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Peck v. County of Ocean


July 19, 2010


On appeal from the Superior Court of New Jersey, Law Division, Monmouth County, Docket No. L-4128-09.

Per curiam.


Argued June 7, 2010

Before Judges R. B. Coleman and Alvarez.

Plaintiff Robert Peck appeals the October 14, 2009 grant of summary judgment to defendant Ocean County. For the reasons that follow, we affirm.

Plaintiff filed a complaint on January 14, 2008, alleging breach of contract and promissory estoppel. After defendant filed its answer, the parties engaged in discovery, including the depositions of plaintiff, of Ocean County Prosecutor Marlene Lynch-Ford (Ford), and of Chief of Investigators Charles Kuyl (Kuyl). Defendant's motion for summary judgment was decided on October 9, 2009.

Plaintiff was employed by the Ocean County Prosecutor's Office for approximately twenty-four years. He was promoted to the position of Captain in the late 1990's or early in 2000, and was made a Deputy Chief Investigator in 2005 or 2006. Ford was sworn in as defendant's County Prosecutor on June 27, 2007, and Kuyl was subsequently sworn in as defendant's Chief of Investigators on August 1, 2007.

Once in office, Ford reviewed positions within the Prosecutor's Office and determined that plaintiff would be replaced. She specifically discussed plaintiff's status with Kuyl, including whether to demote him from Deputy Chief Investigator to the rank of Captain.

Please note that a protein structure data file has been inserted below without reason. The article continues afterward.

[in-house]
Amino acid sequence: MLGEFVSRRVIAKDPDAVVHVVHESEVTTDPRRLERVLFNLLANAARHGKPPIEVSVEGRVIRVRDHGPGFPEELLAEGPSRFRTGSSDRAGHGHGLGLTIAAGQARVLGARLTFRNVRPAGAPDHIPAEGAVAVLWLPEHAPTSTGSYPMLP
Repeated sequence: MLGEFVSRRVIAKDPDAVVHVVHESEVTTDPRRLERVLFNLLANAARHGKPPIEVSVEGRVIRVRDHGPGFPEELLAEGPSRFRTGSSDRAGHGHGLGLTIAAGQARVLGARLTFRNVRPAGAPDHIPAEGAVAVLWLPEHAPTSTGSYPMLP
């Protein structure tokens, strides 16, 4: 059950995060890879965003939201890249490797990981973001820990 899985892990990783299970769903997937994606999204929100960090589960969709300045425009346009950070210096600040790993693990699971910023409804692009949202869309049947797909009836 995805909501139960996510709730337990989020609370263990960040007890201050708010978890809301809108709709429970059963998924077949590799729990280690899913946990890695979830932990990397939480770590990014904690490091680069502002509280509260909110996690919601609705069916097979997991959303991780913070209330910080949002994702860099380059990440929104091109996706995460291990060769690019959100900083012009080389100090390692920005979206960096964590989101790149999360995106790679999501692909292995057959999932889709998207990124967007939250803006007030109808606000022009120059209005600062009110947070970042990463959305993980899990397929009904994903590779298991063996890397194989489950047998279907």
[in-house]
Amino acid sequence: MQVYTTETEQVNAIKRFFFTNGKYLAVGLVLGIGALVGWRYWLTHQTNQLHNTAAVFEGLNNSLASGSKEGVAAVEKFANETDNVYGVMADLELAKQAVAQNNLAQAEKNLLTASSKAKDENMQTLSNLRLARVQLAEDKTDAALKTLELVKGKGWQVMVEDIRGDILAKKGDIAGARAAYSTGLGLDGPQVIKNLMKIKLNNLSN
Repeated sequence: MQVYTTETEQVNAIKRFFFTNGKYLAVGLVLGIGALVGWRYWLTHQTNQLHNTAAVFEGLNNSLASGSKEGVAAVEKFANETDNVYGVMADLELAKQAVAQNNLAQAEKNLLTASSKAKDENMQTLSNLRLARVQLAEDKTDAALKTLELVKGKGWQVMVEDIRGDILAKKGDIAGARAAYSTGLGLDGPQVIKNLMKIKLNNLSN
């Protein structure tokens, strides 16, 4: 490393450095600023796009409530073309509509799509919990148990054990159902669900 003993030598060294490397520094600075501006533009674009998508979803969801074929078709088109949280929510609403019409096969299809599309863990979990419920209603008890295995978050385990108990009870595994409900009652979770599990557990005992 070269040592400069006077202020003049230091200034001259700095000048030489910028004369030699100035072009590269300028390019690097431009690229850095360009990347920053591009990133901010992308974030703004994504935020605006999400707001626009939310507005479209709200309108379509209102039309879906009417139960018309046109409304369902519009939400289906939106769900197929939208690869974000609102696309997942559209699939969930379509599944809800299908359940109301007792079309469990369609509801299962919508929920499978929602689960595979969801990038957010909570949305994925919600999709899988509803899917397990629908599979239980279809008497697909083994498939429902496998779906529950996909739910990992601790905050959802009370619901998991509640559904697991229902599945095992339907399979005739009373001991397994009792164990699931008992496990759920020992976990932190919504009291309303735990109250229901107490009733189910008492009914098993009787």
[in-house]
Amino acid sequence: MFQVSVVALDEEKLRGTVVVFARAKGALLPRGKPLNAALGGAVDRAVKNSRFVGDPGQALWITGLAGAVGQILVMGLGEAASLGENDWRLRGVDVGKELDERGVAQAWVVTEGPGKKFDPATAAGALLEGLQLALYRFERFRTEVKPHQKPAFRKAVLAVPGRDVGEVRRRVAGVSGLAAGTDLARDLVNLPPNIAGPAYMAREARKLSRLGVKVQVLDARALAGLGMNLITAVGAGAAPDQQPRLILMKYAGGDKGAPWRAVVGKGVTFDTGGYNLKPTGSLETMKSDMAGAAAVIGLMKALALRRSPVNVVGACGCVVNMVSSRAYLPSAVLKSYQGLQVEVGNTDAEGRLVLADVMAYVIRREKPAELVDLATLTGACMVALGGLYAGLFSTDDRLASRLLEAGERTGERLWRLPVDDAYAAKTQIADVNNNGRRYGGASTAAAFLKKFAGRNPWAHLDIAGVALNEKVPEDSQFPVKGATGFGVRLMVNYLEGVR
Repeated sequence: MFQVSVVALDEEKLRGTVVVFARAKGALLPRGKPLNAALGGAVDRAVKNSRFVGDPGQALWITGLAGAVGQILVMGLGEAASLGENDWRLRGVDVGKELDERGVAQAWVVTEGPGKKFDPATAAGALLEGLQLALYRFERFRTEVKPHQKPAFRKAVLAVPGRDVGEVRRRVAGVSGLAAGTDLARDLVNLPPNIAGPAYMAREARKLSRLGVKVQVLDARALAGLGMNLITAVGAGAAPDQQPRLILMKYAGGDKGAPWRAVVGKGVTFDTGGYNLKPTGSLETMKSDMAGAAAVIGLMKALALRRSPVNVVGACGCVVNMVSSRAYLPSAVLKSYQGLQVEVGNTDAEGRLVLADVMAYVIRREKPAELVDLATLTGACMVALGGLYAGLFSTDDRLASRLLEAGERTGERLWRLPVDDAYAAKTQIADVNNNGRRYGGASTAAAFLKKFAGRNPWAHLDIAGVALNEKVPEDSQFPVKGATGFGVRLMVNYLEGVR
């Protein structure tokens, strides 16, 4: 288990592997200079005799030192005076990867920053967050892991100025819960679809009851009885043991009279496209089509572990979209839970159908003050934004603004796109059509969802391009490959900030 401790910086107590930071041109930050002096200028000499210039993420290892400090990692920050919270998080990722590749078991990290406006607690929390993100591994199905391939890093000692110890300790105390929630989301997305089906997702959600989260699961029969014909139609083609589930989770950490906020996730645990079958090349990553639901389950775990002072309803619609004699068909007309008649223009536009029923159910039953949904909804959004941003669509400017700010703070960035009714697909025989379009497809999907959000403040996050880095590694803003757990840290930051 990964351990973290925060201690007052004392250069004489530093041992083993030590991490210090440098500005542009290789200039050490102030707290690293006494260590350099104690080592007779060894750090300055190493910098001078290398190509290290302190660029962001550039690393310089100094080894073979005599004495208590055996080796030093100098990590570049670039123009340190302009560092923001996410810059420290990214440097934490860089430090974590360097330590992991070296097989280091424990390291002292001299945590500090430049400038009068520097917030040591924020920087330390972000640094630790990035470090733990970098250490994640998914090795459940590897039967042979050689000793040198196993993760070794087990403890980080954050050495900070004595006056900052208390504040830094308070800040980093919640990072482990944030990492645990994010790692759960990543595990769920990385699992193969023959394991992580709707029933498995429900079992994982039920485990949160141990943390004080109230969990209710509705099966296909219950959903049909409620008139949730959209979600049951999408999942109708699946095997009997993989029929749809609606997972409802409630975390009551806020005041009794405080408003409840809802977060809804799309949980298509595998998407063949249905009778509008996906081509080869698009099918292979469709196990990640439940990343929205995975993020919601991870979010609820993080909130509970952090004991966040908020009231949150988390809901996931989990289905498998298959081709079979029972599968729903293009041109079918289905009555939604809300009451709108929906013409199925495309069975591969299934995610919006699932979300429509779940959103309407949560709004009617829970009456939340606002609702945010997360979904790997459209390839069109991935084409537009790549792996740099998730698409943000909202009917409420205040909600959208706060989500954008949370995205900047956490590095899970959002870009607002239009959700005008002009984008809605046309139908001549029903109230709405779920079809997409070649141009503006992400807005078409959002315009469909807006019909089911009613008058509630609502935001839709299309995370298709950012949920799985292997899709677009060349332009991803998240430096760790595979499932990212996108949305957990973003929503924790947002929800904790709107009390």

On August 6, 2007, Kuyl met with plaintiff and reviewed the options of retirement or demotion. Plaintiff, who was desirous of attaining thirty years of continuous employment because of the enhanced financial benefits that would result, told Kuyl he wanted some time to consider his choices. According to plaintiff, Kuyl offered him the demotion while leaving open the possibility that plaintiff could retain his significantly higher salary as a Deputy Chief Investigator. The two men discussed a past circumstance in which a Deputy Chief Investigator had been allowed to retain her higher salary even though she was demoted to Captain by an incoming Prosecutor. When deposed, Kuyl said that he recalled telling plaintiff that if in the past people had been allowed to retain their salaries after demotion, the same benefit might be extended to him. Kuyl also acknowledged it was a mistake for him to have discussed salary with plaintiff, because Ford had not authorized him to do so.